Nord, The Republican Moment: Struggles for Democracy in Nineteenth-Century France (Cambridge: Harvard University Press, 1995).
 Nord, “Manet and Radical Politics,” The Journal of Interdisciplinary History 19 (Winter 1989), 447-480.
 Nord, Impressionists and Politics: Art and Democracy in the Nineteenth Century (London, 2000).
 Bermeo and Nord, Civil Society before Democracy: Lessons from Nineteenth-Century Europe (Boulder: Rowman & Littlefield, 2000).
 Nord, “Reform, Conservation, and Adaptation: Sciences-Po, from the Popular Front to the Liberation,” in Sudhir Hazareesingh, ed., The Jacobin Legacy in Modern France (Oxford: Oxford University Press, 2002): 115-146; “Catholic Culture in Interwar France,” French Politics, Culture & Society 21 (Fall 2003): 1-20; “Pierre Schaeffer and Jeune France: Cultural Politics in the Vichy Years,” French Historical Studies 30 (Fall 2007): 685-709.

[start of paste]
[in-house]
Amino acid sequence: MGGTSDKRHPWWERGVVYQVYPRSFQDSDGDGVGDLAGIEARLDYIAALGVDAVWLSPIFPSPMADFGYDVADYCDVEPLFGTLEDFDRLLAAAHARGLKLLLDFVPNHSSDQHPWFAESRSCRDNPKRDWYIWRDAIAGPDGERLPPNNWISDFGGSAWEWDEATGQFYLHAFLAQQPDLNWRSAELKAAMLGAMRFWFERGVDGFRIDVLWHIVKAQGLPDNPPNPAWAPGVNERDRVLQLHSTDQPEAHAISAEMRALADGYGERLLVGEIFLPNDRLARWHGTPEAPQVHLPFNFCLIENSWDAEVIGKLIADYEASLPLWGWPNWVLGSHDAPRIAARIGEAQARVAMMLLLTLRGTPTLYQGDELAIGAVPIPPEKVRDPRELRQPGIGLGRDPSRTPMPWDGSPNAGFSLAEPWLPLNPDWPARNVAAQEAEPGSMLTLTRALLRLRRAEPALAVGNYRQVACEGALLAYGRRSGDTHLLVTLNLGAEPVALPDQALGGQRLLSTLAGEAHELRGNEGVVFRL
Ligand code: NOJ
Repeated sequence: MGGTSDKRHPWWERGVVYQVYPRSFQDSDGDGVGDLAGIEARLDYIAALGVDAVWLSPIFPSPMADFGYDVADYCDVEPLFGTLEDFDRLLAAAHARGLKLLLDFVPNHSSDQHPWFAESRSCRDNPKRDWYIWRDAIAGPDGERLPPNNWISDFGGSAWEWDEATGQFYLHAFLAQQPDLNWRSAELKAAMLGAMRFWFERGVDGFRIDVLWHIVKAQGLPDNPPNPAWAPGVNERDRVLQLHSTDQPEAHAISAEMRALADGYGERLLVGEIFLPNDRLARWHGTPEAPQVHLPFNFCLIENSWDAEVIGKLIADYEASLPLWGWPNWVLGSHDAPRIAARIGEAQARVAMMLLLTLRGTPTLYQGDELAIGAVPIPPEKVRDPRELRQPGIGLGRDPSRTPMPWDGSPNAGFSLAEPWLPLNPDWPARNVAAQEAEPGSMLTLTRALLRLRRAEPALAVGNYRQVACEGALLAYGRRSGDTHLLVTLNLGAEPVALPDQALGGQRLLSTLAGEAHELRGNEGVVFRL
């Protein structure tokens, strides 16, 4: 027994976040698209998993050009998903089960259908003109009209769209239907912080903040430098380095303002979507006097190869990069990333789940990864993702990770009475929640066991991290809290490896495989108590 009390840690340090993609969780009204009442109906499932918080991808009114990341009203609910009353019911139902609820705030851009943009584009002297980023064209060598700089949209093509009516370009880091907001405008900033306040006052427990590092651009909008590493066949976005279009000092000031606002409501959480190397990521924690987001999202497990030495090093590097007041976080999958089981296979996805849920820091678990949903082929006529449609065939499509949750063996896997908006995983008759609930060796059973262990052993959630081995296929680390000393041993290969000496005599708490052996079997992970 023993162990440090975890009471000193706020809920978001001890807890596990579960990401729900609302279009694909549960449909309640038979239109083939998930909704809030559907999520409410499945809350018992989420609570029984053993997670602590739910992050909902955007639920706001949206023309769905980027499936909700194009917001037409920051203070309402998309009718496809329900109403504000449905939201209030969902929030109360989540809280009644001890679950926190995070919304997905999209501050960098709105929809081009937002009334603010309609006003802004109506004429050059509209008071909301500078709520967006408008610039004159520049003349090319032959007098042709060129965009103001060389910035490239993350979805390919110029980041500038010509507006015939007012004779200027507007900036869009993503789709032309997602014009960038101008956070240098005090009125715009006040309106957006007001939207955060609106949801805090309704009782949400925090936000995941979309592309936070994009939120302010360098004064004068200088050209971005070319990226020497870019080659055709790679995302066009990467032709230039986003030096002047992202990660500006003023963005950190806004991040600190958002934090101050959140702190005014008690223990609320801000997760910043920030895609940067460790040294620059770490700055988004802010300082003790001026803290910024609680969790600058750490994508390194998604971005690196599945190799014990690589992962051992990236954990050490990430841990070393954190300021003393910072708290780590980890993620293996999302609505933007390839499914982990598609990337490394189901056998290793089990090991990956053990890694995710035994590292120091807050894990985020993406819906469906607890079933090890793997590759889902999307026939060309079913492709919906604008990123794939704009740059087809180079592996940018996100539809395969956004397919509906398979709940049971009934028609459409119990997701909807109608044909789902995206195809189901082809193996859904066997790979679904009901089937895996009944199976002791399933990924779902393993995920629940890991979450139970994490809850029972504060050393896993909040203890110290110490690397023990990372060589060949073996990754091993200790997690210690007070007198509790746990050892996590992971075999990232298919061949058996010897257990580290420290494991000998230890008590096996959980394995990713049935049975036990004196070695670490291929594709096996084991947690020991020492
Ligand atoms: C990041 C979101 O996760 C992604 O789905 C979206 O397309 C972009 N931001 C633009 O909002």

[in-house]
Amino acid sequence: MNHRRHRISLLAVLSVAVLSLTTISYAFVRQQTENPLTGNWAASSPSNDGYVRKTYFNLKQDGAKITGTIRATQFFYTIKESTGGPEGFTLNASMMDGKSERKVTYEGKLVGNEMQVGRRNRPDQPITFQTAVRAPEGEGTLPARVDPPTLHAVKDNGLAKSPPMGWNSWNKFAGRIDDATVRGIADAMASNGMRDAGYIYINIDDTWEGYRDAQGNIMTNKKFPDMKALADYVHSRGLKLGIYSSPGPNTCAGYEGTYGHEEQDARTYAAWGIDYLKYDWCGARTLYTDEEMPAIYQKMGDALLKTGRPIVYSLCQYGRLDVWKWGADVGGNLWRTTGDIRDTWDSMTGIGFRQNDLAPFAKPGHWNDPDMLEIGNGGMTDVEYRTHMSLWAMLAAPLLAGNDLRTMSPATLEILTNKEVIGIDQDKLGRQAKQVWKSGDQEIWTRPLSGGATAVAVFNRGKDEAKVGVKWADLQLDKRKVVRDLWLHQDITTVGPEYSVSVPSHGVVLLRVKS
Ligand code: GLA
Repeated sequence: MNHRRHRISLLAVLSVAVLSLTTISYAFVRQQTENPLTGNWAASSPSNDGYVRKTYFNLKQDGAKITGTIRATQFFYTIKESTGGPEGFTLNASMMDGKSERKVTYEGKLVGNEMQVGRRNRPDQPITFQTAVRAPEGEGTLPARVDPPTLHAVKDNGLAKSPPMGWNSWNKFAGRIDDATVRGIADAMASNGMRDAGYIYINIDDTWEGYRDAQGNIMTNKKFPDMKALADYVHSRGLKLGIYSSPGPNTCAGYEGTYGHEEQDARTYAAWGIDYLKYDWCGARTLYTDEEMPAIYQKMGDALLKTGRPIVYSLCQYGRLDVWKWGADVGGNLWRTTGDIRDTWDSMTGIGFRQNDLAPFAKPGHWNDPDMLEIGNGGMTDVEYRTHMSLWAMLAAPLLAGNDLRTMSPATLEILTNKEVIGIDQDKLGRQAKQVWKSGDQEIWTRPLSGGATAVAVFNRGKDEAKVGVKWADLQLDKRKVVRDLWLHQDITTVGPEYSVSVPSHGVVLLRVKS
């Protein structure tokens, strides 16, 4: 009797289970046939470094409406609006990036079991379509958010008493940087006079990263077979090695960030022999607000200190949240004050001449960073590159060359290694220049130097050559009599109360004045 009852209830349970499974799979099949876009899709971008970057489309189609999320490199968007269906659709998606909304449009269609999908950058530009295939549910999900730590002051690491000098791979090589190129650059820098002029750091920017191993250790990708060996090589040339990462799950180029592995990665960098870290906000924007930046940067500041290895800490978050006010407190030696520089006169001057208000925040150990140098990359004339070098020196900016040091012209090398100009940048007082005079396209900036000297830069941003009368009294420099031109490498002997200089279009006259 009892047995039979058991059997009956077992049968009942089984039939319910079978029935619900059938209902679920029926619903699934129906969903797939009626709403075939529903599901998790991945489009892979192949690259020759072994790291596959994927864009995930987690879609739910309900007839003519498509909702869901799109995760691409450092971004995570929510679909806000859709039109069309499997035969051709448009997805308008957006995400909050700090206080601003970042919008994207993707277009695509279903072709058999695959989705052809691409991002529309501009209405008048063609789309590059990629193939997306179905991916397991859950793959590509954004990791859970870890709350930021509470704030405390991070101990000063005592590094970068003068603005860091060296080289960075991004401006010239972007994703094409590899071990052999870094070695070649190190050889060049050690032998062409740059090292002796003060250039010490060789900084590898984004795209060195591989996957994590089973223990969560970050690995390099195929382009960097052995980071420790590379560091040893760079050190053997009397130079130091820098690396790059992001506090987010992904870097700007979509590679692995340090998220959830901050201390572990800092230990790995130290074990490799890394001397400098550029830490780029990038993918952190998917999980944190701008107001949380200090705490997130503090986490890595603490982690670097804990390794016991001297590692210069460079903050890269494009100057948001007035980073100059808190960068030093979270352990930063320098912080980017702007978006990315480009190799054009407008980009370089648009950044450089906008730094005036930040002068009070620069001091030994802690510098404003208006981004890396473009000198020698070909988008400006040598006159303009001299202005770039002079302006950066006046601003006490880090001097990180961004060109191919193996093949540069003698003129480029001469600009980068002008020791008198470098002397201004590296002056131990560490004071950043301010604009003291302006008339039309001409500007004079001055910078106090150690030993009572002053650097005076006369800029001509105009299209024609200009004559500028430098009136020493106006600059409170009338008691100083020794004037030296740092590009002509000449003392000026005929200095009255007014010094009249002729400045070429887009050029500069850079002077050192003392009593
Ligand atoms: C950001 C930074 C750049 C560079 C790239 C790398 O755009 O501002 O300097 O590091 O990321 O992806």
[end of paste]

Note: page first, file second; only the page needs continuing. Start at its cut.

Nord, France’s New Deal: From the Thirties to the Postwar Era (Princeton: Princeton University Press, 2010).
Robert O. Paxton, Vichy France: Old Guard and New Order, 1940-1944 (New York: Columbia University Press, 1972).